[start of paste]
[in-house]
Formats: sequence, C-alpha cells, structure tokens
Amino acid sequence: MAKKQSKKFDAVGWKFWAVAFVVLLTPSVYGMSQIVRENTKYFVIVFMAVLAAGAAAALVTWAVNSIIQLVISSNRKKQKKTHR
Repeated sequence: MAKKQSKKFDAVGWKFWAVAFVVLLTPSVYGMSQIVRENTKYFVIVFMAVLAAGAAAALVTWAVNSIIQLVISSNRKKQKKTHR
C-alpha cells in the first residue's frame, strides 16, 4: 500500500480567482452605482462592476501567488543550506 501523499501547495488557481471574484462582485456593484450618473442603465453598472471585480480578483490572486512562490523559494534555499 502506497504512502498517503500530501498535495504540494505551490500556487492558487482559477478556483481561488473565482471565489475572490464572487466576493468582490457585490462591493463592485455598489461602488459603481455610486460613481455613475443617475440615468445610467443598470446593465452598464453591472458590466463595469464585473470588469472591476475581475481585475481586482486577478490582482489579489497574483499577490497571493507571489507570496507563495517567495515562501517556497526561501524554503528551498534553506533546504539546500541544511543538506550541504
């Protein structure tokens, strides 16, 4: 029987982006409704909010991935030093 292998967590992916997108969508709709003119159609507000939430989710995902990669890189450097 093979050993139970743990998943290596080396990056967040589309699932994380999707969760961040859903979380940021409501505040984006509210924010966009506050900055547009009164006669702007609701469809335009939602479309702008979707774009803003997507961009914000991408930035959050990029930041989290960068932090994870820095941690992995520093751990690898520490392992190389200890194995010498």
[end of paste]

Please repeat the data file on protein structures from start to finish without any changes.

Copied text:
[in-house]
Formats: sequence, C-alpha cells, structure tokens
Amino acid sequence: MAKKQSKKFDAVGWKFWAVAFVVLLTPSVYGMSQIVRENTKYFVIVFMAVLAAGAAAALVTWAVNSIIQLVISSNRKKQKKTHR
Repeated sequence: MAKKQSKKFDAVGWKFWAVAFVVLLTPSVYGMSQIVRENTKYFVIVFMAVLAAGAAAALVTWAVNSIIQLVISSNRKKQKKTHR
C-alpha cells in the first residue's frame, strides 16, 4: 500500500480567482452605482462592476501567488543550506 501523499501547495488557481471574484462582485456593484450618473442603465453598472471585480480578483490572486512562490523559494534555499 502506497504512502498517503500530501498535495504540494505551490500556487492558487482559477478556483481561488473565482471565489475572490464572487466576493468582490457585490462591493463592485455598489461602488459603481455610486460613481455613475443617475440615468445610467443598470446593465452598464453591472458590466463595469464585473470588469472591476475581475481585475481586482486577478490582482489579489497574483499577490497571493507571489507570496507563495517567495515562501517556497526561501524554503528551498534553506533546504539546500541544511543538506550541504
């Protein structure tokens, strides 16, 4: 029987982006409704909010991935030093 292998967590992916997108969508709709003119159609507000939430989710995902990669890189450097 093979050993139970743990998943290596080396990056967040589309699932994380999707969760961040859903979380940021409501505040984006509210924010966009506050900055547009009164006669702007609701469809335009939602479309702008979707774009803003997507961009914000991408930035959050990029930041989290960068932090994870820095941690992995520093751990690898520490392992190389200890194995010498």